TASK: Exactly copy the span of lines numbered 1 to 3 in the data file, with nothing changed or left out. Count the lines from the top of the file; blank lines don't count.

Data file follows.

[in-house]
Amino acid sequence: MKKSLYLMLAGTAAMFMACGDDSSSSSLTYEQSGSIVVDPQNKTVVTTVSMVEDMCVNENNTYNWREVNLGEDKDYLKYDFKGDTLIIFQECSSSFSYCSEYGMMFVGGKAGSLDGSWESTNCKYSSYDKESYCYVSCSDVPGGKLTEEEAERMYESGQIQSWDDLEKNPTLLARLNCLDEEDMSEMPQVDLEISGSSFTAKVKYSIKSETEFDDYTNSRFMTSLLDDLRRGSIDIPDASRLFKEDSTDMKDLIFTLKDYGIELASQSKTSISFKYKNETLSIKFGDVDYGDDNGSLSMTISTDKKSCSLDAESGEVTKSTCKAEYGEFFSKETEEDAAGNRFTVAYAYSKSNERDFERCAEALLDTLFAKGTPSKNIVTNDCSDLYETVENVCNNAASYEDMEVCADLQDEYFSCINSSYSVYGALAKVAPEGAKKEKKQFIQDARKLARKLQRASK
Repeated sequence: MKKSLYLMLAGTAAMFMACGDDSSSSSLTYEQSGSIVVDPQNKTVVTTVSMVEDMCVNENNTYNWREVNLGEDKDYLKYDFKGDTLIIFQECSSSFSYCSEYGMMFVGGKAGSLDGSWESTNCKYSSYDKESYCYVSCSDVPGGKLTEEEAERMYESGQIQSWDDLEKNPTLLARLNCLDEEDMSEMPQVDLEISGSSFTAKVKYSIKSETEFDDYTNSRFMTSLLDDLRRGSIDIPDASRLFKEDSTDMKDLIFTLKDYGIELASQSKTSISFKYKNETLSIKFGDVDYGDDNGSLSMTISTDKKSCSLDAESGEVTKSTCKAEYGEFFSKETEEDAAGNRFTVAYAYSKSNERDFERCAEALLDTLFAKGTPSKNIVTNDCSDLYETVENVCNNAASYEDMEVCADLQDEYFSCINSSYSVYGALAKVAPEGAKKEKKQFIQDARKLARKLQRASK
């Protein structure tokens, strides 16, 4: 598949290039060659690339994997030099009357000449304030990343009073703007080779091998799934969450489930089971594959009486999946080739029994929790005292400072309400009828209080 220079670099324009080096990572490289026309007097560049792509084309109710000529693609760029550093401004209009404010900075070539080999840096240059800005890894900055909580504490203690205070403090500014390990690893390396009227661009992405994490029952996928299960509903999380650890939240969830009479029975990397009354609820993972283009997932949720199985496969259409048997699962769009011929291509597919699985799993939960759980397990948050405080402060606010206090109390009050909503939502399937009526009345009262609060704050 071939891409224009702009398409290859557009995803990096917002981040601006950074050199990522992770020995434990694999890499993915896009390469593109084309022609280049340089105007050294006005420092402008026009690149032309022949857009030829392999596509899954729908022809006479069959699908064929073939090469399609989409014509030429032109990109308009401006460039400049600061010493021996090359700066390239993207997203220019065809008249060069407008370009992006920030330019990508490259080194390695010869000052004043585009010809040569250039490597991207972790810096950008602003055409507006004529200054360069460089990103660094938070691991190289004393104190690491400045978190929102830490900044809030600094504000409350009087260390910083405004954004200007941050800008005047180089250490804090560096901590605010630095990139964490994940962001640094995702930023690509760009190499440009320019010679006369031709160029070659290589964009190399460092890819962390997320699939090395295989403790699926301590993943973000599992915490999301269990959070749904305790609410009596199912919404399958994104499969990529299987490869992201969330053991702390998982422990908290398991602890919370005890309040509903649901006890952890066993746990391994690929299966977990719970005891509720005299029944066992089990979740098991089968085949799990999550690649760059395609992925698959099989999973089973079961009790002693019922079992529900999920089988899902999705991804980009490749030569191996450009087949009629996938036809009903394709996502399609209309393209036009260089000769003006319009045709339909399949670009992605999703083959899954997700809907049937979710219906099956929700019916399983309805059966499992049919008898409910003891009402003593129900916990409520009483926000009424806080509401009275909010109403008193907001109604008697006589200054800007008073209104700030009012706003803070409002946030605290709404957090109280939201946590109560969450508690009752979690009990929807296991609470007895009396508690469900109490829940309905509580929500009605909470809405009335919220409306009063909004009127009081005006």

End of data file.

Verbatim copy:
[in-house]
Amino acid sequence: MKKSLYLMLAGTAAMFMACGDDSSSSSLTYEQSGSIVVDPQNKTVVTTVSMVEDMCVNENNTYNWREVNLGEDKDYLKYDFKGDTLIIFQECSSSFSYCSEYGMMFVGGKAGSLDGSWESTNCKYSSYDKESYCYVSCSDVPGGKLTEEEAERMYESGQIQSWDDLEKNPTLLARLNCLDEEDMSEMPQVDLEISGSSFTAKVKYSIKSETEFDDYTNSRFMTSLLDDLRRGSIDIPDASRLFKEDSTDMKDLIFTLKDYGIELASQSKTSISFKYKNETLSIKFGDVDYGDDNGSLSMTISTDKKSCSLDAESGEVTKSTCKAEYGEFFSKETEEDAAGNRFTVAYAYSKSNERDFERCAEALLDTLFAKGTPSKNIVTNDCSDLYETVENVCNNAASYEDMEVCADLQDEYFSCINSSYSVYGALAKVAPEGAKKEKKQFIQDARKLARKLQRASK
Repeated sequence: MKKSLYLMLAGTAAMFMACGDDSSSSSLTYEQSGSIVVDPQNKTVVTTVSMVEDMCVNENNTYNWREVNLGEDKDYLKYDFKGDTLIIFQECSSSFSYCSEYGMMFVGGKAGSLDGSWESTNCKYSSYDKESYCYVSCSDVPGGKLTEEEAERMYESGQIQSWDDLEKNPTLLARLNCLDEEDMSEMPQVDLEISGSSFTAKVKYSIKSETEFDDYTNSRFMTSLLDDLRRGSIDIPDASRLFKEDSTDMKDLIFTLKDYGIELASQSKTSISFKYKNETLSIKFGDVDYGDDNGSLSMTISTDKKSCSLDAESGEVTKSTCKAEYGEFFSKETEEDAAGNRFTVAYAYSKSNERDFERCAEALLDTLFAKGTPSKNIVTNDCSDLYETVENVCNNAASYEDMEVCADLQDEYFSCINSSYSVYGALAKVAPEGAKKEKKQFIQDARKLARKLQRASK